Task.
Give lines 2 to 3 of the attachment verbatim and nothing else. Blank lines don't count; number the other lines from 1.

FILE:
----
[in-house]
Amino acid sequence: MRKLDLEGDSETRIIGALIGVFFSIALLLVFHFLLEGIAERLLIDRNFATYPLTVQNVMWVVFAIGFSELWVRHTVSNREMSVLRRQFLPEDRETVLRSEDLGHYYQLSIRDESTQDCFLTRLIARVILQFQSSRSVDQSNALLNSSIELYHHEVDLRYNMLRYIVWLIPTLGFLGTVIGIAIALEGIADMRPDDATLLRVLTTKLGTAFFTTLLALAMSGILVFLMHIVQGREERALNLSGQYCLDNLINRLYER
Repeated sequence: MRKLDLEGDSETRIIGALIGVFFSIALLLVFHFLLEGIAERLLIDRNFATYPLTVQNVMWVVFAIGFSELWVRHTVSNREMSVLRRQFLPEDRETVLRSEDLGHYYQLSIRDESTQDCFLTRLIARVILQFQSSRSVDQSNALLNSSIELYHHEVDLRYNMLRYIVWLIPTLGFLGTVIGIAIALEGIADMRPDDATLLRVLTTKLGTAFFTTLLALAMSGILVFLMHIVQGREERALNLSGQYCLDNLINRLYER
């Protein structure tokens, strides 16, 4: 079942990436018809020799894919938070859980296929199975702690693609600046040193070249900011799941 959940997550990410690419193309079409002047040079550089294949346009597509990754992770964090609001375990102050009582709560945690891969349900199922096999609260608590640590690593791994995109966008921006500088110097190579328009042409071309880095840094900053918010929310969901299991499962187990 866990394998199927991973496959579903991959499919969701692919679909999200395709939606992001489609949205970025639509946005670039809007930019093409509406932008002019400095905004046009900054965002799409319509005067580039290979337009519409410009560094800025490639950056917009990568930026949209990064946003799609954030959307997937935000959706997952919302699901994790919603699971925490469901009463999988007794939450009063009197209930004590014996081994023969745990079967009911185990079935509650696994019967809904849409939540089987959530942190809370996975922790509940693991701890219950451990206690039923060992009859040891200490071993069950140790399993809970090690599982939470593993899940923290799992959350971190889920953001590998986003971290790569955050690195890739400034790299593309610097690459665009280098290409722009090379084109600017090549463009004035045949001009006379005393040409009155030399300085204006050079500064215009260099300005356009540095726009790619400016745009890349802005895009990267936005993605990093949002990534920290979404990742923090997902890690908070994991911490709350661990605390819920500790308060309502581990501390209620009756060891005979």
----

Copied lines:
Amino acid sequence: MRKLDLEGDSETRIIGALIGVFFSIALLLVFHFLLEGIAERLLIDRNFATYPLTVQNVMWVVFAIGFSELWVRHTVSNREMSVLRRQFLPEDRETVLRSEDLGHYYQLSIRDESTQDCFLTRLIARVILQFQSSRSVDQSNALLNSSIELYHHEVDLRYNMLRYIVWLIPTLGFLGTVIGIAIALEGIADMRPDDATLLRVLTTKLGTAFFTTLLALAMSGILVFLMHIVQGREERALNLSGQYCLDNLINRLYER
Repeated sequence: MRKLDLEGDSETRIIGALIGVFFSIALLLVFHFLLEGIAERLLIDRNFATYPLTVQNVMWVVFAIGFSELWVRHTVSNREMSVLRRQFLPEDRETVLRSEDLGHYYQLSIRDESTQDCFLTRLIARVILQFQSSRSVDQSNALLNSSIELYHHEVDLRYNMLRYIVWLIPTLGFLGTVIGIAIALEGIADMRPDDATLLRVLTTKLGTAFFTTLLALAMSGILVFLMHIVQGREERALNLSGQYCLDNLINRLYER